Sunday, May 5, 2013
No Consequence - IO (2013)
Country: Guildford/Reading/Basingstoke, UK
Style: Tech Metal
I was not a huge fan of No Consequence's debut full-length In The Shadow of Gods so I was not immediately about to listen to this album when it was released. It was only after giving a few tracks a listen one day at school that I actually decided that this was worth actually looking into more. I grabbed the entire thing and the end result is listed below.
What didn't appeal to me about the group's debut full-length was that it felt very much like a mish-mash of ideas that weren't totally cohesive together. The band were making use of those djenty rhythm sections, technical playing, but with a big metalcore presence holding the whole thing together, and that didn't really do much for me. I think that the major shift for me was the lessening, since I won't say it's been removed, of those metalcore elements. This album feels much more like a modern metal album in that the band feel like they're drawing from the likes of Periphery and The Safety Fire more than whatever metalcore was popular back in 2008 (I don't remember even though I was most likely a fan of it). I would also say that Kaan Tasan is a more capable and a far less annoying than the previous vocalist Phil W. His style is a lot more precise and, once again, less metalcore sounding - or whiny if that clears things up. The end result of all these changes resulted in an album that did make me want to listen to it.
I'm well aware that even with these changes, this album and band are still not going to appeal to a lot of people. It has that very tight and polished sound that can be heard on most modern records of this style, where everything could be a machine if you didn't have enough faith that the musicians could actually play this stuff. With that being said, I'm not claiming that this is a great album, what I'm simply saying is that it is an improvement over their last release. Hell, even for fans of this style of metal, it might not grab a huge amount of fans because it sounds very similar to a lot of other bands that are out now. There isn't a whole lot to distinguish it from the rest of the pack, unfortunately, and it winds up in an album that, while I think is still enjoyable, isn't very memorable or stylistically interesting. Good musicianship can only take you so far, and unfortunately I did wind up feeling like this album was lacking in good songwriting for the majority of it's running time. It was (surprise, surprise) the longer tracks that I found that the band could actually write songs, hear Bury The Debt or Sentient, that were captivating without sacrificing any of the ideas they had established on the first half of the album. In my opinion, the clear highlight of the entire disc is the track Sentient, which is by far the most melodic track on here, but it has an almost Deftones-esque vibe to it that isn't heard anywhere else on the album.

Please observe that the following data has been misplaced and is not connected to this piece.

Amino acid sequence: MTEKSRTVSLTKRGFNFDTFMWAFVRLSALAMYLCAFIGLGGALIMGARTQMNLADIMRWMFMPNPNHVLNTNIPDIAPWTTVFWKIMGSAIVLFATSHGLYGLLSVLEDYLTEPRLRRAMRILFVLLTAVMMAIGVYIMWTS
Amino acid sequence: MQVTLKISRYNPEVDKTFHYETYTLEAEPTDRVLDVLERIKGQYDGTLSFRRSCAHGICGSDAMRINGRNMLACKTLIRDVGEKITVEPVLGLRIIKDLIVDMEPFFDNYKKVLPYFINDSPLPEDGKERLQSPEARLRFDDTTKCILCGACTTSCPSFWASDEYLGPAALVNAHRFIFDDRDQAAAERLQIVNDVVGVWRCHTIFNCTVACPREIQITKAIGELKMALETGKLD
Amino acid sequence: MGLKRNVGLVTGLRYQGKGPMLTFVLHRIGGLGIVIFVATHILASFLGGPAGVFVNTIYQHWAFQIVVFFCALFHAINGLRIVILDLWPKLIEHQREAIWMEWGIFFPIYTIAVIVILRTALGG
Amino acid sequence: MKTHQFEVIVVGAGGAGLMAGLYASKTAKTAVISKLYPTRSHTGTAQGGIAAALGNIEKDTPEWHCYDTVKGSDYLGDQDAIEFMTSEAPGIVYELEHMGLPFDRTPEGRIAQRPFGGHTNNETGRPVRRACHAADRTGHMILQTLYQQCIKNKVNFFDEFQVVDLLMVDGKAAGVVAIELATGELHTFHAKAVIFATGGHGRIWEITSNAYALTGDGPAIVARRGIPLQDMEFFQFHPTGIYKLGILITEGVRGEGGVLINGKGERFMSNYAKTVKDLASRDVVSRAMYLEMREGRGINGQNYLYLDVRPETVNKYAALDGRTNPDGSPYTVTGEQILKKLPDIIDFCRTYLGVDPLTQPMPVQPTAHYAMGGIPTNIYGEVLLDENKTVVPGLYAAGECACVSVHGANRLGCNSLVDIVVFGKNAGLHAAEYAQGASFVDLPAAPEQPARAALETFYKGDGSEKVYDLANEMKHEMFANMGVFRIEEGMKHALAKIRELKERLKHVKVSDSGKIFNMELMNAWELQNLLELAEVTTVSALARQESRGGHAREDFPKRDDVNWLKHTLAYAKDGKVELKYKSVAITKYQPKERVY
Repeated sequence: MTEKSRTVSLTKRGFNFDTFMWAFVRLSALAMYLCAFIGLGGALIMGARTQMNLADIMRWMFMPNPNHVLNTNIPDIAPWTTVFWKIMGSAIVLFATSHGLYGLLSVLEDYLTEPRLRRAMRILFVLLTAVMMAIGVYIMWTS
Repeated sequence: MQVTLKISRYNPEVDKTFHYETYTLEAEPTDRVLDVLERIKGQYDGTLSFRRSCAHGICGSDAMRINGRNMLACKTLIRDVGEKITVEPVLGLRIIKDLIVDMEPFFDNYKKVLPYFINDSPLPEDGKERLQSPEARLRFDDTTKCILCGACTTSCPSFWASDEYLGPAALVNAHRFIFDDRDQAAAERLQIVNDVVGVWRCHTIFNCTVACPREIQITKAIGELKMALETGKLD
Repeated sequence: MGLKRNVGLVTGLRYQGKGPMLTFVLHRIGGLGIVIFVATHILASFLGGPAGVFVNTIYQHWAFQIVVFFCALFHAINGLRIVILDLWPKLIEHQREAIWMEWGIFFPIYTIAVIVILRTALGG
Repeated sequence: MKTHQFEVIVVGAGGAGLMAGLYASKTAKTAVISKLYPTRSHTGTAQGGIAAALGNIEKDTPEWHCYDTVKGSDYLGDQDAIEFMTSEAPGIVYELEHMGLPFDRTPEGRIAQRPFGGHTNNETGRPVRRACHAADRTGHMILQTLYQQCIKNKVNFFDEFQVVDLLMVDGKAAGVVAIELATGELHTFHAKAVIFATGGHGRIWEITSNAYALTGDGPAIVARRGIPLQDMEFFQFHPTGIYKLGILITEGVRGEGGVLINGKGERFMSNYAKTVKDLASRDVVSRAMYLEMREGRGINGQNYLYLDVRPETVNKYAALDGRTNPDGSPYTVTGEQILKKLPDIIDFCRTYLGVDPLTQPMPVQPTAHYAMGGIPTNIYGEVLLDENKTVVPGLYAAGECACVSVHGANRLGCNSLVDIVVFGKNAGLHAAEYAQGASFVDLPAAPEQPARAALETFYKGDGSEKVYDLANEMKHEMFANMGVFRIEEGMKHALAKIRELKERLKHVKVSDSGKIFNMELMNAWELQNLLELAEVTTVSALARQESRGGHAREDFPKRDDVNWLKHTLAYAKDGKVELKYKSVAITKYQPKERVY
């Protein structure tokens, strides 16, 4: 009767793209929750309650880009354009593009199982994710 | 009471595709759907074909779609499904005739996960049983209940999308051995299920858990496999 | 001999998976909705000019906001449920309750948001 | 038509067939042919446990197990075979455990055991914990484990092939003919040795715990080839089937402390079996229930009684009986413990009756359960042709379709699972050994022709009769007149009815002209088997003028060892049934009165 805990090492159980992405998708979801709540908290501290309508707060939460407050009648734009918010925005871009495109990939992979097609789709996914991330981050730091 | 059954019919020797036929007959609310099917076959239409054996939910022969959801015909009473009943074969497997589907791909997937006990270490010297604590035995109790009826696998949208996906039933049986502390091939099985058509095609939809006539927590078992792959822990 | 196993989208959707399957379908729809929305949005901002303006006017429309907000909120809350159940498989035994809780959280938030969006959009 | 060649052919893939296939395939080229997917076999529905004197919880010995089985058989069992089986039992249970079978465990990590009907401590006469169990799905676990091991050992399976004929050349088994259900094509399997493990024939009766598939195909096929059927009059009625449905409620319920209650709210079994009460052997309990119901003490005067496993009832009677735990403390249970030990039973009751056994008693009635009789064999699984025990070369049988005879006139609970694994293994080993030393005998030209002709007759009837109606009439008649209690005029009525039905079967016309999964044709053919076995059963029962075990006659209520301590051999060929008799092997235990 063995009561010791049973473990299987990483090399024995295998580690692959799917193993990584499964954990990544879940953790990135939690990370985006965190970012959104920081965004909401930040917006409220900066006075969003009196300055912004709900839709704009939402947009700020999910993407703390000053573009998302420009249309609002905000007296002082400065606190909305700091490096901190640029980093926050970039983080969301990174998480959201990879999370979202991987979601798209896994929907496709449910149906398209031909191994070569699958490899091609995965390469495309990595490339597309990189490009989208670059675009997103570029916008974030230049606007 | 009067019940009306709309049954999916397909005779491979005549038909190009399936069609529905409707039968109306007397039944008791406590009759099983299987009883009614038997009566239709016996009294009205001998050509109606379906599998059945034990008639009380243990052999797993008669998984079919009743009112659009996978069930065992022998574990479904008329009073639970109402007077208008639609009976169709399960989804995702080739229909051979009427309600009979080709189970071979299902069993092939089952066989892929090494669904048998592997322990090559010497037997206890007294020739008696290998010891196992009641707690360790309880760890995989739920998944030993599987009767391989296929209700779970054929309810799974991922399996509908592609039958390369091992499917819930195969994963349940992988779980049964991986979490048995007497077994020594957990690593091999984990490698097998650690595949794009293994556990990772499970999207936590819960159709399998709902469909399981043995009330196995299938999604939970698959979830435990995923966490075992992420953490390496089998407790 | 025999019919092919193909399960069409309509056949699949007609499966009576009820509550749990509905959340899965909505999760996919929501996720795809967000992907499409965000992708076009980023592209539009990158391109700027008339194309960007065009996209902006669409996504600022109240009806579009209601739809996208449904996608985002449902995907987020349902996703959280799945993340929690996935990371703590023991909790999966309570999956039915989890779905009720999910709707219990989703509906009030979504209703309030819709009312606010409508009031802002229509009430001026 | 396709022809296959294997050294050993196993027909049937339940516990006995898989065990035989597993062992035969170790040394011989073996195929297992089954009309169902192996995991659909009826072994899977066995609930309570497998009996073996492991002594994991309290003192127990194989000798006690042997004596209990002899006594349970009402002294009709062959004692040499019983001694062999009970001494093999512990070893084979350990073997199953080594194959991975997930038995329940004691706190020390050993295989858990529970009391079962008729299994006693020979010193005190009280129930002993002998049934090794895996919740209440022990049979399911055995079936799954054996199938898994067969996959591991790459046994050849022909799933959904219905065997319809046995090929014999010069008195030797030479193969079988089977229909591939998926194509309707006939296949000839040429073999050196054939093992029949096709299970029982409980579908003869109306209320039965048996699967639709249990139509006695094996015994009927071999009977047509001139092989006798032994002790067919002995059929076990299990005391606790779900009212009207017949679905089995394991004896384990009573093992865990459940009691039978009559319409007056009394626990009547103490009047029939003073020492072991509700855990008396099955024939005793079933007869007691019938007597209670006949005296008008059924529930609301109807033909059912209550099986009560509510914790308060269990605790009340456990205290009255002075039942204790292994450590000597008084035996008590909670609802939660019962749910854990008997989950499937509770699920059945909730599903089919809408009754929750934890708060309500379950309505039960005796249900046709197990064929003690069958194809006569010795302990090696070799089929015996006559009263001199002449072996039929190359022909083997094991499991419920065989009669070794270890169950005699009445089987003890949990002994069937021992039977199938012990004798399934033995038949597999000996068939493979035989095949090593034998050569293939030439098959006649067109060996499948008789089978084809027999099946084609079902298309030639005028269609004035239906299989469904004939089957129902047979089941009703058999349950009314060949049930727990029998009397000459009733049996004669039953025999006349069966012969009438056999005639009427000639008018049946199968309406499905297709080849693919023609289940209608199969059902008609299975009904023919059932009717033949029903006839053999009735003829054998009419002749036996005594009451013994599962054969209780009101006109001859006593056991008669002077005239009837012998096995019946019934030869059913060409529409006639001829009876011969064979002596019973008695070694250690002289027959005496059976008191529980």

As a whole, the album is solid, not exactly game changing or anything, but it's well crafted for what it is. It isn't wholly memorable once the last track ends, but that may just be me, hopefully you have a different experience with it. If you happen to be a fan of tech metal and djent styles, than give this one a shot.
Overall Score: 6
Highlights: All That's Left, Bury The Debt, Sentient